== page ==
The Venus Flytrap: After Orlando

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“What does it mean, though, gay bar?”

I’ll tell you. Some of the best times of my life involved dancing on tables and painting other people’s eyelids in unisex bathrooms and reading my poetry out loud in gay bars, in countries where the right to love and to wholly exist are not guaranteed. Queer allies don’t do a service to queer people by offering their support; we are here because of their generosity and trust.

Someone wrote that a massacre like the one at Pulse in Orlando couldn’t happen in India because we have no gay bars, but we do. Some just don’t advertise. Others occur like flash mobs, with seeming spontaneity: a random afternoon when the “Private Event” sign is placed in front of the door, an evening at the end of June when the décor, the music, the drinks are the same, but there are discreet rainbows on the flyer and flagrant ones on people’s bandanas.

Gay bars are not about sex. They’re about safety. They’re about selfhood, community, solidarity and fun. They are not divisive, compulsory, or automatically elitist. They are not (just) about partying and revelry; they are equally about resistance, defiance and speaking truth to power.

And sex with complete strangers? Wait, that’s not gay bars you’re thinking of, but your average heterosexual arranged marriage, in which all of Indian culture’s precious glory is banked (honour, of course, is stockpiled inside female bodies).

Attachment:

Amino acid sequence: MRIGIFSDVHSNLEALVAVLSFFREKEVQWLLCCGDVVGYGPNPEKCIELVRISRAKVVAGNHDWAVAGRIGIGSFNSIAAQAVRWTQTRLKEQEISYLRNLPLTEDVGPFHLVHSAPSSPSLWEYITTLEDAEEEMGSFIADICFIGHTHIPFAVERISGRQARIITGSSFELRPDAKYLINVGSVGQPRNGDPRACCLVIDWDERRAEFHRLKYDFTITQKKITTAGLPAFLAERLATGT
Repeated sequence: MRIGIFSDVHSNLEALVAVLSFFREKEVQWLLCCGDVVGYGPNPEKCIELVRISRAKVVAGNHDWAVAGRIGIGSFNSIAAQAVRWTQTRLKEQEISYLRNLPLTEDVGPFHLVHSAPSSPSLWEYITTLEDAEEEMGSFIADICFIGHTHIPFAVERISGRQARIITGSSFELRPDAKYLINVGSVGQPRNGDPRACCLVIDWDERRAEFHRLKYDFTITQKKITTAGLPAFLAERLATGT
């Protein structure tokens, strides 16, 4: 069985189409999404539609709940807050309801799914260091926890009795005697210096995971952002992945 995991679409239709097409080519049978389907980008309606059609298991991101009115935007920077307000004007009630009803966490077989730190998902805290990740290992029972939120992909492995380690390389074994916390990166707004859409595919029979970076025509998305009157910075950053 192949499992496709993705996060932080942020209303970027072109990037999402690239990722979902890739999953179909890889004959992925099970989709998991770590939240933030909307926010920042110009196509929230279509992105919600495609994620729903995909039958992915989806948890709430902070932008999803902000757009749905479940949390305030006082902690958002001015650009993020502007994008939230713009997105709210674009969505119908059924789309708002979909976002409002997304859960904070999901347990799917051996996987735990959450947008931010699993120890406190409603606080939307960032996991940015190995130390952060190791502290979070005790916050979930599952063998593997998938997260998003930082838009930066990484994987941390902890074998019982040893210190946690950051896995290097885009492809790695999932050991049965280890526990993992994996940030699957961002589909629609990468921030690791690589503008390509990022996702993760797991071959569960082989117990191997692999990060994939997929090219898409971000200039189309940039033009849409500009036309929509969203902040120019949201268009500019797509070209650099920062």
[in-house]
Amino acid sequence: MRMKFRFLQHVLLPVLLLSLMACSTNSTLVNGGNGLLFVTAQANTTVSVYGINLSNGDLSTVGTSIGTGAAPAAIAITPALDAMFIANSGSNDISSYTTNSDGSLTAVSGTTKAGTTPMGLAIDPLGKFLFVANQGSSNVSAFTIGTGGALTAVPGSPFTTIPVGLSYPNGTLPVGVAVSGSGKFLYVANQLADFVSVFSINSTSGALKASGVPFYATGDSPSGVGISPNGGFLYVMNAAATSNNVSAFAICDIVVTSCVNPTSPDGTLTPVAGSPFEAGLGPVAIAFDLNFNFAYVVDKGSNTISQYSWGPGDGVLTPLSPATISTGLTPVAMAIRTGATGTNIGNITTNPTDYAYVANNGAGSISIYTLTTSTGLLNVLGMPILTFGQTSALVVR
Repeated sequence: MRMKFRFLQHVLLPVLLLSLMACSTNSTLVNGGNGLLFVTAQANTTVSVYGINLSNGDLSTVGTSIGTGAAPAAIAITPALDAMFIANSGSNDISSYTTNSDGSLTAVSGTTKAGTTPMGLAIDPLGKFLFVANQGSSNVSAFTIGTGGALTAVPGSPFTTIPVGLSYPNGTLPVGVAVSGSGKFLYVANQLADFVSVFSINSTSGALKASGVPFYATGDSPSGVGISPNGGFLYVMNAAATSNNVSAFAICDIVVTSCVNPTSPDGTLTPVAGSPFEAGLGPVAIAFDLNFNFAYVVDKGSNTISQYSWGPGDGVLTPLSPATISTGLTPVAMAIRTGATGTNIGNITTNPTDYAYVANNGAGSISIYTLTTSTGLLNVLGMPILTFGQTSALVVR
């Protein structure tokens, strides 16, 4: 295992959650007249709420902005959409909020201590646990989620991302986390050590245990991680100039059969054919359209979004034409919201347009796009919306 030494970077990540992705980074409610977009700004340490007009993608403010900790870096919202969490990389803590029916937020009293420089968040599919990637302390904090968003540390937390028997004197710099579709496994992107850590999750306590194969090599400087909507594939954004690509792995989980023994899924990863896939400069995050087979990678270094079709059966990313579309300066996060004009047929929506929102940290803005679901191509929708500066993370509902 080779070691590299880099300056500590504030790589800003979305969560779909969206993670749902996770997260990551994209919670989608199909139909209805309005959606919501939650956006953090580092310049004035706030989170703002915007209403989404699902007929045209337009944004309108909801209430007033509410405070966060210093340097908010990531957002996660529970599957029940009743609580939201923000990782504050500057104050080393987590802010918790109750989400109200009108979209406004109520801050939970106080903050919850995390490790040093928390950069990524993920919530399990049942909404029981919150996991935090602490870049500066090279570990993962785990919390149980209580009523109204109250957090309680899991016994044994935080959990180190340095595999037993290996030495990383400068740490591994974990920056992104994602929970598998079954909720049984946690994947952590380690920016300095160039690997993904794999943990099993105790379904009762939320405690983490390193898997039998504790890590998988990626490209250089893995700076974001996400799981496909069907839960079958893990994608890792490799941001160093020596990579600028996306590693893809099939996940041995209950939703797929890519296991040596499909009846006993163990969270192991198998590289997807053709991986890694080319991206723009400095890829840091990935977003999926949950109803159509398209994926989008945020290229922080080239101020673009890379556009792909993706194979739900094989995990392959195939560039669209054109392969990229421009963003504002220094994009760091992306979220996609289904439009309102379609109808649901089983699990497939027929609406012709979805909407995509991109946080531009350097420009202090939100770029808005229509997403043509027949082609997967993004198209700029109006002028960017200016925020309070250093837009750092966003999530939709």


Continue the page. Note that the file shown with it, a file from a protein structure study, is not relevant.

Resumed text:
In gay bars you will hear the word family. Among those who have been disowned, those who had to create their own tribes, it means “s/he is also queer.” It means people among whom you belong.

In the holy month of Ramzan, in the heartfelt month of Pride, on Latin night in a club full of – mainly – young men of ethnic minorities, a hateful person opened fire and committed a massacre.

As I write this, I have deliberately not looked at the lists of names of the dead. What little I stumbled on regardless – one man who texted “I love you mommy” as the gunman drew near, another who helped build a Harry Potter ride in a theme park – undid me. I do not think I knew any of them, but in another way, I know every single one of them, that disparate group of dreams and flaws and kindredships and would-never-have-gotten-along-withs.

Most were queer. Many were men. Some had to have been women. (Trans, cis, non-binary? Human.) Some might have had children. Some must have been allies. Some could have been outed for the first time, in death.

We’re watching Pulse from the outside, we’re watching it in retrospect. You may never have stepped into a gay bar, intentionally, and you may say you never will. “What’s a gay bar, really? What do they do?” you ask again. But you already know.

Because if you’ve ever sought love out – filial love, sexual love, companionable love, love that knows you – and if you’ve ever believed it to be a radical force, then you know what the inside of a gay bar looks like. It looks, under any light, just like the inside of your heart, your hope.

An edited version appeared in The New Indian Express on June 16th. “The Venus Flytrap” appears on Thursdays in Chennai’s City Express supplement.